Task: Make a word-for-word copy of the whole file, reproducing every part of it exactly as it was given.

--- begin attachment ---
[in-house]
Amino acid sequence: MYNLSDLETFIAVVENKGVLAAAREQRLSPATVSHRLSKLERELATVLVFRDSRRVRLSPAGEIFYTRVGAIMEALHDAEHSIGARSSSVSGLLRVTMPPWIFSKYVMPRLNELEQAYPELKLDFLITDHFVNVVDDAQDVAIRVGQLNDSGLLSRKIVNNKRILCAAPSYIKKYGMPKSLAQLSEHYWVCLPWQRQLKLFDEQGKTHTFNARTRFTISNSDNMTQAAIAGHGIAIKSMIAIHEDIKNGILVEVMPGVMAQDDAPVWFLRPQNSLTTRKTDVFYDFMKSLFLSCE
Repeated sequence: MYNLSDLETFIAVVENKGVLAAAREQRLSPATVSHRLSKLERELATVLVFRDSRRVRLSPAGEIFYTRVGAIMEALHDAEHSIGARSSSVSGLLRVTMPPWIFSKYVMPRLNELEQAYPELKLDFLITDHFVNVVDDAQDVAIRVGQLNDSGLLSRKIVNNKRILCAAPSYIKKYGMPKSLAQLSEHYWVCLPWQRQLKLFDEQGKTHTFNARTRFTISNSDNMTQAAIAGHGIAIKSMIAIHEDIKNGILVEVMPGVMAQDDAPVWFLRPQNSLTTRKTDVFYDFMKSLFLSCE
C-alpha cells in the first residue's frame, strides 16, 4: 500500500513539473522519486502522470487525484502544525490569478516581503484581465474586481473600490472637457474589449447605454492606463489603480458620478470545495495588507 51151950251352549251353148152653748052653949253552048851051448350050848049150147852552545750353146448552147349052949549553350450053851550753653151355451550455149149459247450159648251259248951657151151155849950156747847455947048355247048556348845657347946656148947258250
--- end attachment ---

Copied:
[in-house]
Amino acid sequence: MYNLSDLETFIAVVENKGVLAAAREQRLSPATVSHRLSKLERELATVLVFRDSRRVRLSPAGEIFYTRVGAIMEALHDAEHSIGARSSSVSGLLRVTMPPWIFSKYVMPRLNELEQAYPELKLDFLITDHFVNVVDDAQDVAIRVGQLNDSGLLSRKIVNNKRILCAAPSYIKKYGMPKSLAQLSEHYWVCLPWQRQLKLFDEQGKTHTFNARTRFTISNSDNMTQAAIAGHGIAIKSMIAIHEDIKNGILVEVMPGVMAQDDAPVWFLRPQNSLTTRKTDVFYDFMKSLFLSCE
Repeated sequence: MYNLSDLETFIAVVENKGVLAAAREQRLSPATVSHRLSKLERELATVLVFRDSRRVRLSPAGEIFYTRVGAIMEALHDAEHSIGARSSSVSGLLRVTMPPWIFSKYVMPRLNELEQAYPELKLDFLITDHFVNVVDDAQDVAIRVGQLNDSGLLSRKIVNNKRILCAAPSYIKKYGMPKSLAQLSEHYWVCLPWQRQLKLFDEQGKTHTFNARTRFTISNSDNMTQAAIAGHGIAIKSMIAIHEDIKNGILVEVMPGVMAQDDAPVWFLRPQNSLTTRKTDVFYDFMKSLFLSCE
C-alpha cells in the first residue's frame, strides 16, 4: 500500500513539473522519486502522470487525484502544525490569478516581503484581465474586481473600490472637457474589449447605454492606463489603480458620478470545495495588507 51151950251352549251353148152653748052653949253552048851051448350050848049150147852552545750353146448552147349052949549553350450053851550753653151355451550455149149459247450159648251259248951657151151155849950156747847455947048355247048556348845657347946656148947258250